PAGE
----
They said she gave him sex and he gave her class. In eight heavenly movies from the 1930′s at RKO Studios and then with one more — their only one in color — at MGM, Fred Astaire and Ginger Rogers danced and sang in some of the most deliciously entertaining movies ever made. We know right from the beginning that these two are destined to be together. But it usually takes them about 90 minutes to figure it out.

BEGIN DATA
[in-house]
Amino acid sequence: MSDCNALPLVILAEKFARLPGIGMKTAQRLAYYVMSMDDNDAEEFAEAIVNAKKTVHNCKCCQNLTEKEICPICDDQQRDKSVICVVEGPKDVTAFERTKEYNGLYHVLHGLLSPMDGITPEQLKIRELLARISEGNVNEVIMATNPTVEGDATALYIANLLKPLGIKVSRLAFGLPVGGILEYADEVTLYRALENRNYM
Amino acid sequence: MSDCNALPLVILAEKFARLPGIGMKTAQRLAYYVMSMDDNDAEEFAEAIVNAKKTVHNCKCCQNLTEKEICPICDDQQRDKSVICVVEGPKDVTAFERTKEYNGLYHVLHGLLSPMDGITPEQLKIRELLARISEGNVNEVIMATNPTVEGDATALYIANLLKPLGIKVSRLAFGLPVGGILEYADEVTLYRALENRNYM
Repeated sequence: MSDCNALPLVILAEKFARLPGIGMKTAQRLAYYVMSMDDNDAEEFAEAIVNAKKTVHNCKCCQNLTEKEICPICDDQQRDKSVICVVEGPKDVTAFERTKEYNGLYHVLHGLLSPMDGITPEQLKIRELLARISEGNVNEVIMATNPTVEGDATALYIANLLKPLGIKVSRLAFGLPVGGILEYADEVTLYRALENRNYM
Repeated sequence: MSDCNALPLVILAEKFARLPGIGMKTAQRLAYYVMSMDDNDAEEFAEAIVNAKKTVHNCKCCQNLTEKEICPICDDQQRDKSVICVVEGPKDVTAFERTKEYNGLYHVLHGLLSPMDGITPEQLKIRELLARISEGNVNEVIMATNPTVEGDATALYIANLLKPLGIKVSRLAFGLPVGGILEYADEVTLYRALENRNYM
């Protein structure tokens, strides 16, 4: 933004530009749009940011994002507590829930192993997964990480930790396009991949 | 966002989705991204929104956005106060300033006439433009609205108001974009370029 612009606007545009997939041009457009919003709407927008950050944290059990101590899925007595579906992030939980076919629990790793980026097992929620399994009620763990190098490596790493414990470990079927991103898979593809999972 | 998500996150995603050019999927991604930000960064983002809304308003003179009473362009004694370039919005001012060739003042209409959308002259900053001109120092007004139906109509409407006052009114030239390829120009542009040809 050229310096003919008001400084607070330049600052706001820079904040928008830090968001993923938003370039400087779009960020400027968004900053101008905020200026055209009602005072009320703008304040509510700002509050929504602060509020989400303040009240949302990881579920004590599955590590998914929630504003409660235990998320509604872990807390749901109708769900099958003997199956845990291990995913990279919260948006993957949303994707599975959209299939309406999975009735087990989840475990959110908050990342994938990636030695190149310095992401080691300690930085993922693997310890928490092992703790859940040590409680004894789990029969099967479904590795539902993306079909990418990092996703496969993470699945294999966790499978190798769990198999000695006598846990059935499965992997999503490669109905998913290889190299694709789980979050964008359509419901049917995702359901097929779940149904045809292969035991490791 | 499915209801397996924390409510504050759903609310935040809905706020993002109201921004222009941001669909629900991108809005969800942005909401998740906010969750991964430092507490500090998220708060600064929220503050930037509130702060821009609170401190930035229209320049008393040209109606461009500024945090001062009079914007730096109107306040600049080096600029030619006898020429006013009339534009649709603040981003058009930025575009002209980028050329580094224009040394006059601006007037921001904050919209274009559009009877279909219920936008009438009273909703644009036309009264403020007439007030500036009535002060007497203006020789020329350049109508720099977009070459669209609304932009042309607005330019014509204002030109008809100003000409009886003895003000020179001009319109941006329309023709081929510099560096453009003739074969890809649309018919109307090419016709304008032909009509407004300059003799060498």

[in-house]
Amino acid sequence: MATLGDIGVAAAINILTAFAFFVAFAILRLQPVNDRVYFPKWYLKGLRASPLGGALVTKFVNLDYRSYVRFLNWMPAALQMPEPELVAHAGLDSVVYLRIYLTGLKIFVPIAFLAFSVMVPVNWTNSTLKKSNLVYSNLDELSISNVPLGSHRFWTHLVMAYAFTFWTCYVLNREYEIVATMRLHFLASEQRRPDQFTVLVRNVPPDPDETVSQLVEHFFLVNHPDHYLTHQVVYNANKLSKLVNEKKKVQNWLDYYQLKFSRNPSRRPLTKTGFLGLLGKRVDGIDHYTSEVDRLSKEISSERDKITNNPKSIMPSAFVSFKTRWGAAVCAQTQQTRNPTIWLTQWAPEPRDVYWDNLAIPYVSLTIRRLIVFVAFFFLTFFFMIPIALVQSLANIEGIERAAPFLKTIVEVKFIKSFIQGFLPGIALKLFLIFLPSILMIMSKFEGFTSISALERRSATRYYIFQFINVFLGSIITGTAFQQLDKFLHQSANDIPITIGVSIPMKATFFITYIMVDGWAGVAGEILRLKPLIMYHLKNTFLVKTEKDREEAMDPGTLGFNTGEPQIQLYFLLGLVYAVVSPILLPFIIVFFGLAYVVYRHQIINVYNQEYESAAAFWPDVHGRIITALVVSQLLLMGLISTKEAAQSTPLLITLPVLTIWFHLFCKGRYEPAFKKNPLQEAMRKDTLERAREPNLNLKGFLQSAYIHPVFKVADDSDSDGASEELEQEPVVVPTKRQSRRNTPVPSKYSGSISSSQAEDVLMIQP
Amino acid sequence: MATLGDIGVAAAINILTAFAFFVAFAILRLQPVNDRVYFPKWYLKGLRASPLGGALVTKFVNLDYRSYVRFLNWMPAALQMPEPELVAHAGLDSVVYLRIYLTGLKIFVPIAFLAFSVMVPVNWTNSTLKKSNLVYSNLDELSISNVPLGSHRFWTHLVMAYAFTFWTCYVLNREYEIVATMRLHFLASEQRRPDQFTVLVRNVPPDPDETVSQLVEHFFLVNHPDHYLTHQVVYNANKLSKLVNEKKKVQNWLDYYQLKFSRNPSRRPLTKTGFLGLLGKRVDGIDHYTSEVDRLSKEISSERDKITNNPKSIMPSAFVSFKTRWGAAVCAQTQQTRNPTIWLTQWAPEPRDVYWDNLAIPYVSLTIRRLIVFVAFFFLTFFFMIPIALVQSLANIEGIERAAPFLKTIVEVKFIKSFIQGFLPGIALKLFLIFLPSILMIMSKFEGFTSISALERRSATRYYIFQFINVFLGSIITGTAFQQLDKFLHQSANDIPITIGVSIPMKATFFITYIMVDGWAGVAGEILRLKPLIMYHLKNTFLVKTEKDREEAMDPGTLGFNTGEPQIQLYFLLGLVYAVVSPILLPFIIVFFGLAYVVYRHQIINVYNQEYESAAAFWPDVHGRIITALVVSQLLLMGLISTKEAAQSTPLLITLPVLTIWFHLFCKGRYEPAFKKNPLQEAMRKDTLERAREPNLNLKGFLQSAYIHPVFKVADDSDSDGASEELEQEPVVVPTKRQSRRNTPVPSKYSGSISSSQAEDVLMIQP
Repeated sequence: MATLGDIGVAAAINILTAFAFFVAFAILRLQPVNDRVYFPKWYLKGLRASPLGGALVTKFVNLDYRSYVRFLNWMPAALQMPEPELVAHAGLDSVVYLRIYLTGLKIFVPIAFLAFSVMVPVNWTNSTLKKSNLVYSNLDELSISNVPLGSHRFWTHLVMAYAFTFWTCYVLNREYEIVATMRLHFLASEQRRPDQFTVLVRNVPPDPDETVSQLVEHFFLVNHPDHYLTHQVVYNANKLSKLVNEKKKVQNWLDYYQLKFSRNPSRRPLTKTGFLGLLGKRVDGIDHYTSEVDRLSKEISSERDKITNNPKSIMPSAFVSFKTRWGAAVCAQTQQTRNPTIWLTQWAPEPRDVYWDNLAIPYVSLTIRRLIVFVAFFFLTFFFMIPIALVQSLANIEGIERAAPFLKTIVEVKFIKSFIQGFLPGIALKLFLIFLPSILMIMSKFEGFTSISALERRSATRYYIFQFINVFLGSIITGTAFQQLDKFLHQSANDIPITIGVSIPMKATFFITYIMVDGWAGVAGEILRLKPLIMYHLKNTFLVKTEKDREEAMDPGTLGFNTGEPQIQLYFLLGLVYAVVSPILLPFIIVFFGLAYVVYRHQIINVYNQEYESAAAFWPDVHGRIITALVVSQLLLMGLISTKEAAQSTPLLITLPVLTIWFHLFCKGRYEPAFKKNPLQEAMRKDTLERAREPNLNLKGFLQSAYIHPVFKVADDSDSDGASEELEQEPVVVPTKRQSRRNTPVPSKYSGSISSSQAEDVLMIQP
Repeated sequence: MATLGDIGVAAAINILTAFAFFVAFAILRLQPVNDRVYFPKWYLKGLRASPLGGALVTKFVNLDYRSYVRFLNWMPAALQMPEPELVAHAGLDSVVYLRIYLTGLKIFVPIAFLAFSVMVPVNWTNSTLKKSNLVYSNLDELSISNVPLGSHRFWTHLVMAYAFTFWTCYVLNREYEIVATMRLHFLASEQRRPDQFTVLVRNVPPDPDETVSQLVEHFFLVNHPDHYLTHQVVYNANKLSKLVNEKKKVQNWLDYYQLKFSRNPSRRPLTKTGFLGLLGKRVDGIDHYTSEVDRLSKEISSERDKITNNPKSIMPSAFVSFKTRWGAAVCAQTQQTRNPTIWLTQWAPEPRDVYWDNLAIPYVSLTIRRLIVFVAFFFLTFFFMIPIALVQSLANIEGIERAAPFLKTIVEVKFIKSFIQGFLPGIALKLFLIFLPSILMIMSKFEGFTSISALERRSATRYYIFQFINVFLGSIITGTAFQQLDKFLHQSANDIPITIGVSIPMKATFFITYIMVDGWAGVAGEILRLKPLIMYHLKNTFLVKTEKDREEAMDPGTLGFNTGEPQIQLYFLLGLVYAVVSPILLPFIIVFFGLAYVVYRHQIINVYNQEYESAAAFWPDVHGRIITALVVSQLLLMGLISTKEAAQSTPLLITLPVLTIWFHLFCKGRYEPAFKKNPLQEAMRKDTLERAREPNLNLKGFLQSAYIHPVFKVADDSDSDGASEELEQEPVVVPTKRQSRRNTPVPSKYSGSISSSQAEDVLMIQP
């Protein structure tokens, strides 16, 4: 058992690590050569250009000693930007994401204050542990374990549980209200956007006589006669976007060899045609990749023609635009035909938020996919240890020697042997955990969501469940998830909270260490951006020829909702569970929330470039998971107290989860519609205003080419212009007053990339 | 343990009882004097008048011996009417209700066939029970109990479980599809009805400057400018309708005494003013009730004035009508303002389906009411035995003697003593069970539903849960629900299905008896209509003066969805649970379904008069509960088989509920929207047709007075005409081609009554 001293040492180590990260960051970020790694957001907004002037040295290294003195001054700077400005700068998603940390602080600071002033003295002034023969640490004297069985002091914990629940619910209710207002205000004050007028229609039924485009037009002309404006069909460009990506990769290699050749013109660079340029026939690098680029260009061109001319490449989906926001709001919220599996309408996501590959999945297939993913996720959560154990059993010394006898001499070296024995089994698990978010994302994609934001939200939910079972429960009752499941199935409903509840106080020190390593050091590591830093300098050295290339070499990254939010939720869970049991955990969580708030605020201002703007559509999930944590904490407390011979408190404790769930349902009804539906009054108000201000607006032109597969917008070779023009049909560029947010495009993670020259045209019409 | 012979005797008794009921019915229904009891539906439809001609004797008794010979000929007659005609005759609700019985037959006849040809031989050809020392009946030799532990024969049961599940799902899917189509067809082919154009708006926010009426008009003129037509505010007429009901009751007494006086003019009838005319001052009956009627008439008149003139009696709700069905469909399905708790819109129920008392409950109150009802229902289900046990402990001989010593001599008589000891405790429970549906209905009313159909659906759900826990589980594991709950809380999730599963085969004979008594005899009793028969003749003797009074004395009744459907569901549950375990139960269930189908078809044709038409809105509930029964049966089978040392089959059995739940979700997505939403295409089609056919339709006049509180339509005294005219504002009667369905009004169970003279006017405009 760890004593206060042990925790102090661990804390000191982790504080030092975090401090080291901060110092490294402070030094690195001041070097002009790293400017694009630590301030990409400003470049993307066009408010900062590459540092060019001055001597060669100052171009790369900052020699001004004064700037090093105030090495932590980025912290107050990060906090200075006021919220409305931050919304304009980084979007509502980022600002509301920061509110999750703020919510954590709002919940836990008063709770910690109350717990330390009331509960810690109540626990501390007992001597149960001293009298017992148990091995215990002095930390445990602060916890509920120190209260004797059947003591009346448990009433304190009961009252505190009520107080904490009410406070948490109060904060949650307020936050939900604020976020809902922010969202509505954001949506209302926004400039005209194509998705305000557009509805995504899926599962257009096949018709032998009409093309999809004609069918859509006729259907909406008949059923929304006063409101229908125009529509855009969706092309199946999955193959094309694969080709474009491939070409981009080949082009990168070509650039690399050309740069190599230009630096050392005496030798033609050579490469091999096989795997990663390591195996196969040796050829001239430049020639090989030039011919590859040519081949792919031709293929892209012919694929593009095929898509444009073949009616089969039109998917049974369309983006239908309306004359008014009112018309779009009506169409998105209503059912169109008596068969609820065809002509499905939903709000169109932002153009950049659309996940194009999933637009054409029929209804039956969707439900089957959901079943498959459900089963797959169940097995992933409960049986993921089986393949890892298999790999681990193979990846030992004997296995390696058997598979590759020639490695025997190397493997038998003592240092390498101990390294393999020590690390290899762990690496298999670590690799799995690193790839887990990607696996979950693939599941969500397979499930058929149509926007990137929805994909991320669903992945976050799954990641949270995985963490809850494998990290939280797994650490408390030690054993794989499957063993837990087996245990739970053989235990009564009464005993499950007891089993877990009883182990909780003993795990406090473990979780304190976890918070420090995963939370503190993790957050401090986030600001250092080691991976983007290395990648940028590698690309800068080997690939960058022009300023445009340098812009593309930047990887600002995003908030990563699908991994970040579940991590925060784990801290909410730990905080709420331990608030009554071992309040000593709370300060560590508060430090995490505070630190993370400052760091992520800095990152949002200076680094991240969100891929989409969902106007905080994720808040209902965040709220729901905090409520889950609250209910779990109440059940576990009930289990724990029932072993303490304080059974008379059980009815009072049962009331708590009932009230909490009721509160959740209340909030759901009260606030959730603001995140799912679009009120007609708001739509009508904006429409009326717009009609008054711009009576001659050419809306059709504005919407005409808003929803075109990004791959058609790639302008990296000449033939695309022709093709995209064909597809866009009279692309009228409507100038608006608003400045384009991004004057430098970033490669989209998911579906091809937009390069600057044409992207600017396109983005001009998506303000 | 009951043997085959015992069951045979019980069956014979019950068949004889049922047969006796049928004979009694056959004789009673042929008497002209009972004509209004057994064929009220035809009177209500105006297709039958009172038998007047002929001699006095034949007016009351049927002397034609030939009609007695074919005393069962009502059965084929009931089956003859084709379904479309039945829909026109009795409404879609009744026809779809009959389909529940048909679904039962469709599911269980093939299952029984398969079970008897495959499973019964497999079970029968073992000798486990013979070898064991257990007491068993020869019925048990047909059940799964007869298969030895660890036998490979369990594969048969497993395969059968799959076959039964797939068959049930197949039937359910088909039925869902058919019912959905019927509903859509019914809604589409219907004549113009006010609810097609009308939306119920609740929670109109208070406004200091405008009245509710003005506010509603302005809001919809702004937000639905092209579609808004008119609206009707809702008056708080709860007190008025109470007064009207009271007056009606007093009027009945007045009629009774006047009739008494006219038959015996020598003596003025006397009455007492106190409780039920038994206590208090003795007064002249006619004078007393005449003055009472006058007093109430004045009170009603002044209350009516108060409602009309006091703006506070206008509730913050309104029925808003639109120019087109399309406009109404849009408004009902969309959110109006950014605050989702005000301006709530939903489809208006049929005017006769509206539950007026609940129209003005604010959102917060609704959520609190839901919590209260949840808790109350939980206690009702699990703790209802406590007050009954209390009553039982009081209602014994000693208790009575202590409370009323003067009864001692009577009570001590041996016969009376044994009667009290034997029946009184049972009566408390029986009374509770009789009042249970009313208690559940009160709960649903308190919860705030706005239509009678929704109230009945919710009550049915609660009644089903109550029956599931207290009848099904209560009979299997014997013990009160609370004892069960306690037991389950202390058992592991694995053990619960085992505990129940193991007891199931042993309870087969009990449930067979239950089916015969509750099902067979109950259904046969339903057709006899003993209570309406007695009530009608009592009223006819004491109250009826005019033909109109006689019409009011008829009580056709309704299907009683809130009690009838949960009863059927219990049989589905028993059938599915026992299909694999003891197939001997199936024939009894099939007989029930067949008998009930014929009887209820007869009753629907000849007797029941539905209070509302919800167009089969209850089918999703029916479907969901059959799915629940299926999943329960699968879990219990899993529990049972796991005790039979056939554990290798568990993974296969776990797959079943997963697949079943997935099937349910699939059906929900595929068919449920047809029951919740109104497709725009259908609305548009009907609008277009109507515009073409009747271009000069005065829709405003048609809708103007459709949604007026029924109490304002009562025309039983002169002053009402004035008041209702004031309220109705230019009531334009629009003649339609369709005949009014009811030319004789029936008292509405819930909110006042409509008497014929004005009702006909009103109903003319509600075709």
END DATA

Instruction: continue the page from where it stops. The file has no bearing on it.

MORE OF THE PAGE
One thing they did better than anyone else before or since was to convey the beginning of a relationship through dance. Watch this number from “Top Hat.” As in most of their films, Astaire is already very attracted to Rogers when this scene begins, but she has no interest in him and finds his attentions annoying. As they begin to dance, she sees who he is for the first time and he learns that they are even more right for each other than he had hoped. In most romantic movies, there is some witty repartee to symbolize the deep connection between the couple. But here, it is all done with music (Irving Berlin’s delightful “Isn’t it a Lovely Day to be Caught in the Rain?”) and dance.